Change the World

In this month’s Change the World, Royce offers a model that helps us see large-scale conflict in a way that offers a path for moving forward.

Conflict Chess

We think of conflict as a pattern of human interaction that emerges as similarities, differences, and connections among people as they live, work, and play together. To expand this HSD perspective, think about conflict as a complex pattern that exhibits certain characteristics. For instance, patterns of conflict emerge from multiple, unpredictable, and often unknown forces. Those patterns are formed by high levels of diversity or difference within the system. Additionally, in these patterns, there is no clear cause/effect relationship in any one incident; all that has come before can influence what is happening now.

We often work with people whose most challenging issues are rooted in some form of conflict that plays out at many scales throughout the system. The challenges currently faced by many of our societal institutions emerge, at least in part, from such complex patterns of conflict. As we look around us at the number of institutional-level conflicts that keep us stuck, we see education, governmental systems, traditional business and industry structures and cultures, changing roles and expectations for labor unions, and a number of other significant challenges that are creating conflict at all scales in today’s landscape.

Consider current challenges in the health care field. At the individual level, conflicts emerge over treatment decisions, cost considerations, personal preferences and expectations. At the organizational level, conflicts over salary, role, authority, costs, and problem solving approaches are only a fraction of the issues that have to be negotiated on a daily basis. Even at the institutional level, differences over issues such as ethics, access, approaches, and economics create turbulence across the entire system. At larger scales environmental racism, social determinants of health, and public policy reveal conflict patterns.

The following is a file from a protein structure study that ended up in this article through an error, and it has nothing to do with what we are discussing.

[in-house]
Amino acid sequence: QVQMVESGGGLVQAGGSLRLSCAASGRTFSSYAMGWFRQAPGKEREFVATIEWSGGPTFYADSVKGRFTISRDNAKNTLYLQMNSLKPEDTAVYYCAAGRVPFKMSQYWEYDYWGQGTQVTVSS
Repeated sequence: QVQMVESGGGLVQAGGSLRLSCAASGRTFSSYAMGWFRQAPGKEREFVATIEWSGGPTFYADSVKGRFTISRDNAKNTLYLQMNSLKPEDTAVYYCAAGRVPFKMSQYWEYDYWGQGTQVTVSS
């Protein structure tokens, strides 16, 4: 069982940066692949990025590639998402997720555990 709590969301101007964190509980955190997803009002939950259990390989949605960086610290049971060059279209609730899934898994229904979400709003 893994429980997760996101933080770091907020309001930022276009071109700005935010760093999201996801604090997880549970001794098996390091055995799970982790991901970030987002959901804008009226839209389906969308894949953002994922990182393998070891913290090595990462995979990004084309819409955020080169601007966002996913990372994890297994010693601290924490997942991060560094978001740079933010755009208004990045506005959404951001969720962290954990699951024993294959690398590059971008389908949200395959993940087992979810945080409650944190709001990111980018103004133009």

In every single case, at each scale of the system, there are facts about the reality of a situation--What happened? When did it occur? Who is involved? At the same time individuals and groups create their own perceptions about what those issues are and how they came about. The conflicts that keep the system stuck result from tension that emerges when those differing stories “bump” up against each other.

There is no magic pill that will cure all the ills of the institution of health care (no pun intended). And as long as individuals, groups, and communities remain locked inside their stories, unable to engage in discourse across their differences, then the entire field will remain stuck. 

As HSD Professionals, we work with large organizations and systems to support them in building the capacity to see, understand, and influence patterns to move the system toward greater fitness.


One model we use to help clarify and shift patterns of conflict came to us from Landmark Education. It reminds us that any conflict is rooted in the difference that exists between our personal stories and the facts of what really happened. In that model, depicted here, each person can tell his/her story, in relation to the facts. The people who are in conflict can find their way to a shared understanding of their differences--and find a way to move forward.  

It’s a relatively simple thing to think about and unbraid conflict when there are a couple of people involved, or even when there are small groups. In the complex landscape of health care today, however, those conflicts and differences are so huge and the constituencies so numerous and diverse that there is no one answer to “fix” it. That’s when we need a more explicit picture that helps people see the complexity, understand some of the impact of that complexity, and engage in dialogue that moves them toward shared action.

This month’s Change the World modifies the picture a bit to invite people into inquiry about what the multiple different stories represent, how they have an impact on each other, and how they form barriers or bridges to movement toward patterns that are fit for the purpose of the greater whole.

Whether you are in health care, education, government, or any other sector where large-scale differences have you stuck in patterns of conflict, engage others in inquiry. 

►   In individual groups, you can fill in the center circle:

  • What really happened? What are the facts of the situation?
  • What might be possible inside those facts?
  • Who is likely to feel the impact of those facts?

►   Then each group can begin to to explore its own stories about those facts.

  • How do we, individually or as a group explain or describe what happened? How do we make sense of the event/situation we face?
  • What questions would be ask of others to gain greater clarity or to better understand, based on our own interpretation?

►   The next step is to then sit down together to explore others’ stories, invite additional groups to share their stories, and ask their questions. Together you can inquire into the possibilities from the different perspectives and explore the barriers and bridges to building a shared reality. 

Give it a try and let us know what you learn. Be in touch.


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